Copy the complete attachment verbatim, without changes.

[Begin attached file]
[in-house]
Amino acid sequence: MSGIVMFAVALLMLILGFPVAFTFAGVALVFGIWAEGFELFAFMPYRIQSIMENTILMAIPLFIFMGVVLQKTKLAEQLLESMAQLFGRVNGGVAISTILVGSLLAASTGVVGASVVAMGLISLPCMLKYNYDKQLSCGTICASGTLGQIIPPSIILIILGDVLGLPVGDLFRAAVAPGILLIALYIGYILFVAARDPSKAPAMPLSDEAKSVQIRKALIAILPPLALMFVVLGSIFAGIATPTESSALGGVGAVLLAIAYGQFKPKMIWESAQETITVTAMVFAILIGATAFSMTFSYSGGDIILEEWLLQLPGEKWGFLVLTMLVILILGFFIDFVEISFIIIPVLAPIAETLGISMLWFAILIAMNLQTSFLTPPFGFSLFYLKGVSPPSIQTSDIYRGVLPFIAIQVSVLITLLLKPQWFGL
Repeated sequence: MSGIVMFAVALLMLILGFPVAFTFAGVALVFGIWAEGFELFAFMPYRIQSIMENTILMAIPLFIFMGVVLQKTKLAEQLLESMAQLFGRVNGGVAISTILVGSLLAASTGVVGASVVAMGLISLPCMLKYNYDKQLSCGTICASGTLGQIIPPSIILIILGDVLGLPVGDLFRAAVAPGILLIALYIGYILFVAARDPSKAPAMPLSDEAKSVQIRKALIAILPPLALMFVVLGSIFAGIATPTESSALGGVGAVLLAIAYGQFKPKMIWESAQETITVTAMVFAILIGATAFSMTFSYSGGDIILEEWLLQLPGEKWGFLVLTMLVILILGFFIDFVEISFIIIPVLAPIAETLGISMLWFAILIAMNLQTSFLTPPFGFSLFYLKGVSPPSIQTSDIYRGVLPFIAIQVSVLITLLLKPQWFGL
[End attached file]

[in-house]
Amino acid sequence: MSGIVMFAVALLMLILGFPVAFTFAGVALVFGIWAEGFELFAFMPYRIQSIMENTILMAIPLFIFMGVVLQKTKLAEQLLESMAQLFGRVNGGVAISTILVGSLLAASTGVVGASVVAMGLISLPCMLKYNYDKQLSCGTICASGTLGQIIPPSIILIILGDVLGLPVGDLFRAAVAPGILLIALYIGYILFVAARDPSKAPAMPLSDEAKSVQIRKALIAILPPLALMFVVLGSIFAGIATPTESSALGGVGAVLLAIAYGQFKPKMIWESAQETITVTAMVFAILIGATAFSMTFSYSGGDIILEEWLLQLPGEKWGFLVLTMLVILILGFFIDFVEISFIIIPVLAPIAETLGISMLWFAILIAMNLQTSFLTPPFGFSLFYLKGVSPPSIQTSDIYRGVLPFIAIQVSVLITLLLKPQWFGL
Repeated sequence: MSGIVMFAVALLMLILGFPVAFTFAGVALVFGIWAEGFELFAFMPYRIQSIMENTILMAIPLFIFMGVVLQKTKLAEQLLESMAQLFGRVNGGVAISTILVGSLLAASTGVVGASVVAMGLISLPCMLKYNYDKQLSCGTICASGTLGQIIPPSIILIILGDVLGLPVGDLFRAAVAPGILLIALYIGYILFVAARDPSKAPAMPLSDEAKSVQIRKALIAILPPLALMFVVLGSIFAGIATPTESSALGGVGAVLLAIAYGQFKPKMIWESAQETITVTAMVFAILIGATAFSMTFSYSGGDIILEEWLLQLPGEKWGFLVLTMLVILILGFFIDFVEISFIIIPVLAPIAETLGISMLWFAILIAMNLQTSFLTPPFGFSLFYLKGVSPPSIQTSDIYRGVLPFIAIQVSVLITLLLKPQWFGL